By E.B. White and illustrated by Garth Williams, HarperCollins In the beloved story of a little pig named Wilbur who is saved from an untimely death by Charlotte the spider, readers are transported into the barn which smells of the “perspiration of tired horses and the wonderful sweet breath of patient cows.” White’s lyrical prose lulls his readers into a celebration of senses, encouraging them to find the wonder in every moment. The story confronts the reality that the passage of time — and friends — is inevitable, and portrays change not as a tragedy, but as a door to new opportunities.Photo: HarperCollins
By Lloyd Alexander, Holt Books for Young Readers The urgent quest in this mythical world is pursued by fallible protagonists and buoyed with more than a pinch of humour.Photo: Holt Books for Young Readers
By J.K. Rowling, Bloomsbury Perhaps just as magical as his wizarding abilities is the way Harry Potter took the literary world by storm and got kids (and their parents) reading again.Photo: Bloomsbury
By Gary Paulsen, Simon & Schuster A young boy survives a plane crash and goes on to spend 54 days — filled with obstacles and triumphs — alone in the wilderness.Photo: Simon & Schuster
By Louis Sachar, Laurel Leaf Stanley Yelnats’ no-good-dirty-rotten-pig-stealing great-great-grandfather started a family curse that is lifted when events as palindromic as Stanley’s name lead him to retrace his ancestor’s tracks.Photo: Laurel Leaf
By Cornelia Funke, Scholastic Meggie’s father unwittingly reads some nightmarish villains out of a book and into the real world in this dark and gripping fantasy.Photo: Scholastic
By C.S. Lewis, HarperCollins J.R.R. Tolkien argued that publishing the chronicles of Narnia would hurt Lewis’s reputation as a serious writer, but few can resist the magic door into a world where animals talk and epic battles are waged.Photo: HarperCollins
By Laura Ingalls Wilder, HarperCollins The physical and emotional struggles of pioneer life captured in these books were largely lost in the TV series, as was the unique character of Pa, truly larger than life on the page.Photo: HarperCollins
By Antoine de Saint-Exupéry, Houghton Mifflin Harcourt A timeless tale that explores the essence of love and loneliness while gently exposing the foibles of adulthood.Photo: Houghton Mifflin Harcourt
By J.M. Barrie, Puffin Books The “innocent and heartless” tale of Neverland and the Lost Boys, with pirates, crocodiles and the tantalizing concept of never growing up.Photo: Puffin Books
By Brian Jacques, Penguin Random House Vintage Children’s Classic This epic adventure of the mice of Redwall Abbey contains the elements of all grand quests: tragedy and comedy, danger and wonder, a despicable villain and an inspiring hero.Photo: Penguin Random House Vintage Children's Classic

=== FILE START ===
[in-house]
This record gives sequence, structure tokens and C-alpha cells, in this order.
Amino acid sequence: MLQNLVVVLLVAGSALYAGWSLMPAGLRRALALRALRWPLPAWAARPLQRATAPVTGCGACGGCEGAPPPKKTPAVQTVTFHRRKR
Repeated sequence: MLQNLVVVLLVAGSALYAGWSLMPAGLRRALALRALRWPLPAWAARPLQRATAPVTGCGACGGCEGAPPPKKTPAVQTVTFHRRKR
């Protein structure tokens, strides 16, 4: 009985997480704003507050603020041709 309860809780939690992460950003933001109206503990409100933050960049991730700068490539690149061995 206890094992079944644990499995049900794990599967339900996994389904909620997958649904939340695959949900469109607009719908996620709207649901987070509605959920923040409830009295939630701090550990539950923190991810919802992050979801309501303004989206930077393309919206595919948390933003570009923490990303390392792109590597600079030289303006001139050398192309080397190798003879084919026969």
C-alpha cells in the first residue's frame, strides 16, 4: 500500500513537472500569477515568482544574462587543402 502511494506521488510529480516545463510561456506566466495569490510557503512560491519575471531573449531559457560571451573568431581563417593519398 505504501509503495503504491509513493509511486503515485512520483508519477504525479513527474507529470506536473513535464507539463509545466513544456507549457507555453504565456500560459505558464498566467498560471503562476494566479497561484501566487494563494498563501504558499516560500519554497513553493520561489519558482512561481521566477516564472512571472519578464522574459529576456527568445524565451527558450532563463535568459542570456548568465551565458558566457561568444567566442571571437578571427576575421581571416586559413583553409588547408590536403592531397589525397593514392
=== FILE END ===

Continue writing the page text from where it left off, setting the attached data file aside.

By Frances Hodgson Burnett, Penguin Random House Bantam Classic The story of how spoiled, ill-tempered Mary and lonely, bedridden Colin are transformed through their efforts to bring a mysterious, abandoned garden to life.Photo: Penguin Random House Bantam Classic
By Lemony Snicket (Daniel Handler), HarperCollins The unrelenting bad fortune that plagues the Baudelaire orphans propels you through these books’ dark, droll pages like a rubbernecker at a car crash.Photo: HarperCollins
By Natalie Babbitt, Square Fish After drinking from a magic spring, the Tuck family became immortal — a fact that 10-year-old Winnie Foster discovers after stumbling upon the eternally 17-year-old Jesse Tuck in the woods one morning. Compelled to make Winnie understand that the family legacy is more curse than blessing and must be kept secret, the Tucks steal her away. While Winnie’s affection for the family grows — as does her infatuation with handsome Jesse — she also comes to see that living forever means that life passes you by.Photo: Square Fish
By Kenneth Grahame, Pan MacMillan The madcap adventures of Mole, Ratty, Toad and Badger expose lessons of friendship and morality with rich metaphor and burlesque comedy.Photo: Pan MacMillan
By L. Frank Baum, Signet Described as the first truly American fairy tale, Baum’s classic story sends us on a weird and wonderful journey to learn that sometimes you have to get lost in order to be found.Photo: Signet
By Madeleine L’Engle, Pan MacMillan Likeable characters who stumble and grow make this more than just great science fiction.Photo: Pan MacMillan
By R.J. Palacio, Knopf Books for Young Readers Auggie Pullman was born with a rare facial deformity, a characteristic that makes it hard for him to fit in. This inspirational and uplifting story about overcoming adversity reminds all readers that true beauty lies below the surface. Make sure to catch the film adaptation, starring Jacob Tremblay and Julia Roberts coming to theatres in late 2017!Photo: Knopf Books for Young Readers